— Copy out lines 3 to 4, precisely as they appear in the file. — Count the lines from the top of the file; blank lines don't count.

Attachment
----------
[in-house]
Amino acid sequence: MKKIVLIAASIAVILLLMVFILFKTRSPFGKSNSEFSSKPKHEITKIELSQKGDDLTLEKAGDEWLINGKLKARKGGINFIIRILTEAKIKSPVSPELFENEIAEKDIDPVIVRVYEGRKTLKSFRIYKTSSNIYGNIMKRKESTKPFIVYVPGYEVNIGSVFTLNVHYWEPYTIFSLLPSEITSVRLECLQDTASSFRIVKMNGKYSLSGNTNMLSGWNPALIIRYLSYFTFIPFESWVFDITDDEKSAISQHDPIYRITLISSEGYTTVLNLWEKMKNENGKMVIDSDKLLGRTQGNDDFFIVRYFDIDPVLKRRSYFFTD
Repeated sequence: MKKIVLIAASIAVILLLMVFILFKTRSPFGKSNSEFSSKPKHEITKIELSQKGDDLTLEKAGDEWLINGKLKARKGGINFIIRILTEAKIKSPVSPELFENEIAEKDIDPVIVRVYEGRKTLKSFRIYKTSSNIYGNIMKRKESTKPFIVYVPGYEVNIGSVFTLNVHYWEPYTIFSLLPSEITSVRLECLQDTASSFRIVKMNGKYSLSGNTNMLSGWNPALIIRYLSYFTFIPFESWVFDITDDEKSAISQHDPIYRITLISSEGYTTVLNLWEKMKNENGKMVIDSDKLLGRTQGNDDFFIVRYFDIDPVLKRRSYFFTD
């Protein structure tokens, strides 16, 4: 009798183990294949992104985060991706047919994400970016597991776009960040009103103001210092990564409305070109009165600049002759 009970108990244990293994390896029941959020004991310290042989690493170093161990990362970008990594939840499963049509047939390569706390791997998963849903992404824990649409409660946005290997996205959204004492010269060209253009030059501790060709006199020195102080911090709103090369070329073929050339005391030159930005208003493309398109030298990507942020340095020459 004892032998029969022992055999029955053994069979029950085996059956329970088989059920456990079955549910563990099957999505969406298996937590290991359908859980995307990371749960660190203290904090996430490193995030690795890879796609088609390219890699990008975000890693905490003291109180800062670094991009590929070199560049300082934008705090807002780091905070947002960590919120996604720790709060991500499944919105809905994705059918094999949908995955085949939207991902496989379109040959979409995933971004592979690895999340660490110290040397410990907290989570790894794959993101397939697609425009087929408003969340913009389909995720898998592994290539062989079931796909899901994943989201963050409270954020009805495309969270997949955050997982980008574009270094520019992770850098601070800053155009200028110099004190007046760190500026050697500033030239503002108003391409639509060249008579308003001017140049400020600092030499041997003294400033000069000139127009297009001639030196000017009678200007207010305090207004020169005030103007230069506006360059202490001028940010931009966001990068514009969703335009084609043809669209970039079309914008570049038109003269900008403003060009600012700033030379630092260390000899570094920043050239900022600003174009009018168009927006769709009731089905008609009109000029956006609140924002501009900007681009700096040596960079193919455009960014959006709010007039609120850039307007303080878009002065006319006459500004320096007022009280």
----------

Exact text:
Repeated sequence: MKKIVLIAASIAVILLLMVFILFKTRSPFGKSNSEFSSKPKHEITKIELSQKGDDLTLEKAGDEWLINGKLKARKGGINFIIRILTEAKIKSPVSPELFENEIAEKDIDPVIVRVYEGRKTLKSFRIYKTSSNIYGNIMKRKESTKPFIVYVPGYEVNIGSVFTLNVHYWEPYTIFSLLPSEITSVRLECLQDTASSFRIVKMNGKYSLSGNTNMLSGWNPALIIRYLSYFTFIPFESWVFDITDDEKSAISQHDPIYRITLISSEGYTTVLNLWEKMKNENGKMVIDSDKLLGRTQGNDDFFIVRYFDIDPVLKRRSYFFTD
């Protein structure tokens, strides 16, 4: 009798183990294949992104985060991706047919994400970016597991776009960040009103103001210092990564409305070109009165600049002759 009970108990244990293994390896029941959020004991310290042989690493170093161990990362970008990594939840499963049509047939390569706390791997998963849903992404824990649409409660946005290997996205959204004492010269060209253009030059501790060709006199020195102080911090709103090369070329073929050339005391030159930005208003493309398109030298990507942020340095020459 004892032998029969022992055999029955053994069979029950085996059956329970088989059920456990079955549910563990099957999505969406298996937590290991359908859980995307990371749960660190203290904090996430490193995030690795890879796609088609390219890699990008975000890693905490003291109180800062670094991009590929070199560049300082934008705090807002780091905070947002960590919120996604720790709060991500499944919105809905994705059918094999949908995955085949939207991902496989379109040959979409995933971004592979690895999340660490110290040397410990907290989570790894794959993101397939697609425009087929408003969340913009389909995720898998592994290539062989079931796909899901994943989201963050409270954020009805495309969270997949955050997982980008574009270094520019992770850098601070800053155009200028110099004190007046760190500026050697500033030239503002108003391409639509060249008579308003001017140049400020600092030499041997003294400033000069000139127009297009001639030196000017009678200007207010305090207004020169005030103007230069506006360059202490001028940010931009966001990068514009969703335009084609043809669209970039079309914008570049038109003269900008403003060009600012700033030379630092260390000899570094920043050239900022600003174009009018168009927006769709009731089905008609009109000029956006609140924002501009900007681009700096040596960079193919455009960014959006709010007039609120850039307007303080878009002065006319006459500004320096007022009280």